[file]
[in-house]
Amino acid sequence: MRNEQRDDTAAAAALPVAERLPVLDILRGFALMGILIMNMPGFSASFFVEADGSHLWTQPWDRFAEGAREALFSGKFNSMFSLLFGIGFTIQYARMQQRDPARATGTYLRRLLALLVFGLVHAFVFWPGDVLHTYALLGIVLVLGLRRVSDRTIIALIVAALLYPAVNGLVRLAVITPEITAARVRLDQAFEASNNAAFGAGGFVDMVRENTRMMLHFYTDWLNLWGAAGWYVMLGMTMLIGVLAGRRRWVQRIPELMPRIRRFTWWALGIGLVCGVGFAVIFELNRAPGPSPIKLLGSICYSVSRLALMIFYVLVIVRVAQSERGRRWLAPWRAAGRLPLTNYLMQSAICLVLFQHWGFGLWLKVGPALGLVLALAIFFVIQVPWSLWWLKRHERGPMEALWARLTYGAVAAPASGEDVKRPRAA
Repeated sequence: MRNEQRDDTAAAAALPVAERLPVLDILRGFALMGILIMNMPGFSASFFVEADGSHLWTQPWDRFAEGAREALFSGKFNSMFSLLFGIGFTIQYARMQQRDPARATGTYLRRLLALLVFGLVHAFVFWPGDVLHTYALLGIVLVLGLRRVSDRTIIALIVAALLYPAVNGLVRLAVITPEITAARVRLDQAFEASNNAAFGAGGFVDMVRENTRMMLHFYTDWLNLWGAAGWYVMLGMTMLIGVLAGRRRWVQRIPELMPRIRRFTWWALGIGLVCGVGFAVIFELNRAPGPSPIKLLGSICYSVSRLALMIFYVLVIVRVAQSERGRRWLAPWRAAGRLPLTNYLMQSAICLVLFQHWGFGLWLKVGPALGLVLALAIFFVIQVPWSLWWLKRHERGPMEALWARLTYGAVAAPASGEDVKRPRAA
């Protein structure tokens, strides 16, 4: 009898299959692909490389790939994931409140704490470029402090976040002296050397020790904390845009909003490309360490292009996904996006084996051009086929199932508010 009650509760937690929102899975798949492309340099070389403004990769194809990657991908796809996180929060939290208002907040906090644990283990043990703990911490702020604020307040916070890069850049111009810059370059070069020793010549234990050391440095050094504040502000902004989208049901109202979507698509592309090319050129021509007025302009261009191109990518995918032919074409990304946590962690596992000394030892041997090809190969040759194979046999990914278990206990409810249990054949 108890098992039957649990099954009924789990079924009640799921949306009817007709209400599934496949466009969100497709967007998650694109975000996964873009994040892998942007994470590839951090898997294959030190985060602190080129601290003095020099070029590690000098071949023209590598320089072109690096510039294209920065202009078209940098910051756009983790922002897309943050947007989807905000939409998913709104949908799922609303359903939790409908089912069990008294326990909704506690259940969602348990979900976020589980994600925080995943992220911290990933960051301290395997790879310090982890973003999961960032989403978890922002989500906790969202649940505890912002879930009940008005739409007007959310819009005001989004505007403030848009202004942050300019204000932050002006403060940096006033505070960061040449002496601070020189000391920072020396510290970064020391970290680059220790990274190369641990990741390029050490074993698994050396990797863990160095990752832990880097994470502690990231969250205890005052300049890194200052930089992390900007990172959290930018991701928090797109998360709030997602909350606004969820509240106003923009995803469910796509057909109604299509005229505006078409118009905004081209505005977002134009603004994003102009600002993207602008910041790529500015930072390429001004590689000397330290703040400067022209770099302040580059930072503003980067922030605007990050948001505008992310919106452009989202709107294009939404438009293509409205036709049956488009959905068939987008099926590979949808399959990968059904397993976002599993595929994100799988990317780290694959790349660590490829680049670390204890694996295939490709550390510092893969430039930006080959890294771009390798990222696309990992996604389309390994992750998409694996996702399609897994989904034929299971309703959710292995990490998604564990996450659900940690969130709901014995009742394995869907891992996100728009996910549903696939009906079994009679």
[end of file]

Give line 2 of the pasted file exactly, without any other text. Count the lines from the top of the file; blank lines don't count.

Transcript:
Amino acid sequence: MRNEQRDDTAAAAALPVAERLPVLDILRGFALMGILIMNMPGFSASFFVEADGSHLWTQPWDRFAEGAREALFSGKFNSMFSLLFGIGFTIQYARMQQRDPARATGTYLRRLLALLVFGLVHAFVFWPGDVLHTYALLGIVLVLGLRRVSDRTIIALIVAALLYPAVNGLVRLAVITPEITAARVRLDQAFEASNNAAFGAGGFVDMVRENTRMMLHFYTDWLNLWGAAGWYVMLGMTMLIGVLAGRRRWVQRIPELMPRIRRFTWWALGIGLVCGVGFAVIFELNRAPGPSPIKLLGSICYSVSRLALMIFYVLVIVRVAQSERGRRWLAPWRAAGRLPLTNYLMQSAICLVLFQHWGFGLWLKVGPALGLVLALAIFFVIQVPWSLWWLKRHERGPMEALWARLTYGAVAAPASGEDVKRPRAA